Let’s Be Honest


When is the last time someone asked you how you were doing? I’ll wager it wasn’t that long ago. Most of us have friends, family members, coworkers, and even acquaintances who’ll ask that question often. The harder question might be… when was the last time you responded honestly?

After a late-night chat with an old friend, I posed this question on my personal Facebook page… When was the last time you honestly told someone how you are doing?

I had asked my friend how she was doing. Not much uncommon in that. Most of us ask the question often, offhandedly with good intent but don’t typically get more than a canned response to it. This time though the answer was rare, raw and honest. She let the flood gates open, pouring out the truth of how she really was doing.

It hurt to hear. But, her honesty allowed me to be there when she’d been alone and in crisis for months. Even now I think of that conversation and wonder how long it had been since she let go, let herself be truly honest.

So, I pose the same question to you – dear reader. When was the last time you answered this question honestly or were there to hear someone when they did?

This world is a place of great gifts, of wonder and joy. It will also push us to our limits, even break us. But, if we allow, it can also open the doors to our shared humanity. How do we tap into that?

Be open. Be willing to speak your truth and listen to the longing for connection in others. We have all been given a spark of empathy and a boundless capacity to care for one another.

The point to this post? Ask the question and be there to hear the answer. Know that if you’re being asked how you’re doing, that person doing the asking cared enough to ask and values you enough to listen.



Where to Stay in Dublin – The Fitzwilliam Hotel

Where to stay in Dublin - The Fitzwilliam HotelDublin, Ireland is a unique city where old and new, history and innovation blend in a harmony rarely found in any major metropolitan city I’ve visited. The options for entertaining oneself are endless, as are the places to rest your head. When I’m asked where to stay in Dublin, the answer is easy – The Fitzwilliam Hotel.

I’ve stayed in countless hotels around the globe and learned that all of them can be measured by four things; location, amenities, staff, and value. Here is how The Fitzwilliam Hotel, Dublin measures up…

Location, Location, Location!

The Fitzwilliam sits at head of Grafton Street directly across from the famed St. Stephens’ Green. A large section of Grafton Street is closed to all but pedestrian traffic and features endless options for shopping and dining. Though I will say that I wasn’t so impressed with the stores… what American wants to go to Dublin and shop at the Disney Story? Not this one. 

Far more alluring was the ability to walk – literally across the street– and into St. Stephens’ Green. If you didn’t already know, this public park was the model for New York City’s Central Park, and I’m sure countless other public squares. One of my favorite areas in the park is the gardens around the Caretaker’s Cottage, which is directly in front of the Fitzwilliam.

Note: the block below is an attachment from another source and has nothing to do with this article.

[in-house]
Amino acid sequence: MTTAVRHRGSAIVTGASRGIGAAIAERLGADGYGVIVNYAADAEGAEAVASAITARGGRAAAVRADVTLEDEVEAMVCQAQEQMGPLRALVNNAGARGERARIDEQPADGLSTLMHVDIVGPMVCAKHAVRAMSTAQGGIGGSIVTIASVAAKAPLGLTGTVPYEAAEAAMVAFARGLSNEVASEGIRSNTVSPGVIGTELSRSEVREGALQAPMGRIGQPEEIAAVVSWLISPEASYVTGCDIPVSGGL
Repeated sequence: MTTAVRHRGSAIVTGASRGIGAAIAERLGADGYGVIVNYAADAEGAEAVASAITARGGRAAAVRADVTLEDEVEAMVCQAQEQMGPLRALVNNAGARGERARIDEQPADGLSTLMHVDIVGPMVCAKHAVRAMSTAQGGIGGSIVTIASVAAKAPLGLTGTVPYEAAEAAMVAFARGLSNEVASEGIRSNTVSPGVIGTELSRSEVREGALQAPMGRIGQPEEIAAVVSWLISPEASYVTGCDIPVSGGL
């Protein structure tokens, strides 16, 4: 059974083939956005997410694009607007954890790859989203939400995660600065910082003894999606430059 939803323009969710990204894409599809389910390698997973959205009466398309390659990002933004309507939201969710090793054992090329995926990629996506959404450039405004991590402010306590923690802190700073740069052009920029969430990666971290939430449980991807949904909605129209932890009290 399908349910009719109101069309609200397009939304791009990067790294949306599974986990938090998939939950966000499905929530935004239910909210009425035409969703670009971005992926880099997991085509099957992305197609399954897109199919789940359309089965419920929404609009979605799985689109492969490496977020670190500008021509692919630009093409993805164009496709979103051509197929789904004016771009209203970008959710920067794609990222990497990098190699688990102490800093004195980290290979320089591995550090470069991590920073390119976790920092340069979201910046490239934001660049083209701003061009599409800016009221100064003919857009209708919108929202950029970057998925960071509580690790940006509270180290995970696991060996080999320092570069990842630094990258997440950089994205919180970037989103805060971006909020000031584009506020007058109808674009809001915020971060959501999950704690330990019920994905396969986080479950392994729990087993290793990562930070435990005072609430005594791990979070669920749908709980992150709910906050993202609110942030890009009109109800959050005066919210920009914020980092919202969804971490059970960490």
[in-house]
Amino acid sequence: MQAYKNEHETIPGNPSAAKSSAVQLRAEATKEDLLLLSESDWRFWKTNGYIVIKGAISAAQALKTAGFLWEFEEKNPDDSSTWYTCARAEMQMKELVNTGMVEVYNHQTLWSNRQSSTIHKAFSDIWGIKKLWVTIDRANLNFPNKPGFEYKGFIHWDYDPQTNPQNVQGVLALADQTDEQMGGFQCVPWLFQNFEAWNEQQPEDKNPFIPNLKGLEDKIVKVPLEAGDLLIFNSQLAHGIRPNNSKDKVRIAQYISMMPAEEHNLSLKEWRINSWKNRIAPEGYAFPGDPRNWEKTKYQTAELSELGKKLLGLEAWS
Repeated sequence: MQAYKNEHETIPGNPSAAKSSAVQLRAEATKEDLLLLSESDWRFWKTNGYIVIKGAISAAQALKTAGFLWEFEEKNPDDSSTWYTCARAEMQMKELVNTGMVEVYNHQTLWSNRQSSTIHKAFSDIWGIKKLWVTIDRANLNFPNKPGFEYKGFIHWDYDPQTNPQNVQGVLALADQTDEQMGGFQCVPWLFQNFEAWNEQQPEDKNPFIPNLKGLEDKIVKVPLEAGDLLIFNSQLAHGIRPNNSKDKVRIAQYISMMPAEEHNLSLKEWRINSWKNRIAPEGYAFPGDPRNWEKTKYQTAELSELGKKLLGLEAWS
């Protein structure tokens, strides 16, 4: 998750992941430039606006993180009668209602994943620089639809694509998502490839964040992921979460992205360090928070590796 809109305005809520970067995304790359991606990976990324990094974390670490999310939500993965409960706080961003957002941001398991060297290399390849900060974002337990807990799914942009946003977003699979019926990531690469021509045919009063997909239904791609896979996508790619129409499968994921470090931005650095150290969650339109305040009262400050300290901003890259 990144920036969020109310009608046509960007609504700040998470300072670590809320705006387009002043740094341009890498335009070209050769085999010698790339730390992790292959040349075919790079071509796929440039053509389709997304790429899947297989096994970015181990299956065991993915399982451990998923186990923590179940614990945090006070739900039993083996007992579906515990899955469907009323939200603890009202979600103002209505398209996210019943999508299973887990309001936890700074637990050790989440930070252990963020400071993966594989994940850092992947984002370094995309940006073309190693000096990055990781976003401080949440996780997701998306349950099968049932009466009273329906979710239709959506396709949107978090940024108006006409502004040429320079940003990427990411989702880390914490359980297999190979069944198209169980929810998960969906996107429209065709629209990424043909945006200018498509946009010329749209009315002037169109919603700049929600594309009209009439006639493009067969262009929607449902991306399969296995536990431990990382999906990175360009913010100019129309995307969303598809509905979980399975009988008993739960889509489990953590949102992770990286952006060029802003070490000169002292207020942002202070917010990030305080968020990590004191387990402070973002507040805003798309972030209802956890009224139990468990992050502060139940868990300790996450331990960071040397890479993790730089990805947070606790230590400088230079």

Saint Stephen's Green Caretakers CottegeThe DART (Dublin Area Rapid Transit) tram stops within walking distance of the property. There are taxis galore in the area, as well as pedicabs and horse drawn carriages (take one to the Guinness Store House for a fun twist.) Concierge will happily help you with securing a bicycle if you’d like, though the streets are quite busy – I’d fall and need stitches!

Amenities

Sure there is a gym, doesn’t every hotel have one these days? What the Fitzwilliam has that most don’t, is Spirit. Part salon, with a little bit of spa, Spirit ascribes to a wonderfully holistic and natural approach to beauty services. Treat yourself.

Not many hotels can boast three excellent on-site restaurants, let alone one with a Michelin star. The Fitzwilliam can.  Thornton’s is fine dining at its best, thus the star. Citron is a more relaxed, yet still upscale dinning experience that boasts some modern twists on Irish classics. Their Celeriac soup is simply divine! Pop into the Inn on the Green for a great breakfast, or a lovely lunch in this cozy place that makes you feel at ease. Note: the charcuterie plate is HUGE! 

Any good hotel, in my book, must have a fabulous bathtub and plush robes. Not having this can be a deal breaker. The bath at Fitzwilliam was a deal maker!

Where to stay in Dublin - The Fitzwilliam HotelThere is also a wonderful tea available seasonally on the balcony that overlooks the city.  Free (reliable) wi-fi and in-room safes that are large enough for a laptop are both pluses.

Staff

Here is where the Fitzwilliam sets itself apart. From the doormen who take the time to ask you where your day is taking you with sincerity to a concierge staff who call your room to ask how they can help make your stay even better, to the housekeeping staff that leave lovely notes, this place makes you feel so very welcome. Many a hotel will send up a welcome amenity. At the Fitzwilliam we got a delivery of Dairy Milk bars and crisps with a note from the front desk telling my daughter how those where their favorite childhood treats.

Get to know the concierge while you’re here! These folks are gems, working with them is akin to having your own private guide to all things you love that can be found in Dublin. Seriously, this is a service they should charge for – I’d pay. 

Each and every staff member we encountered was warm, helpful and never overbearing, which speaks to the earnestness that takes this from hotel to a fond memory and a place you long to return to. 

“Some places you stay. Other places stay with you.” ~Me

Value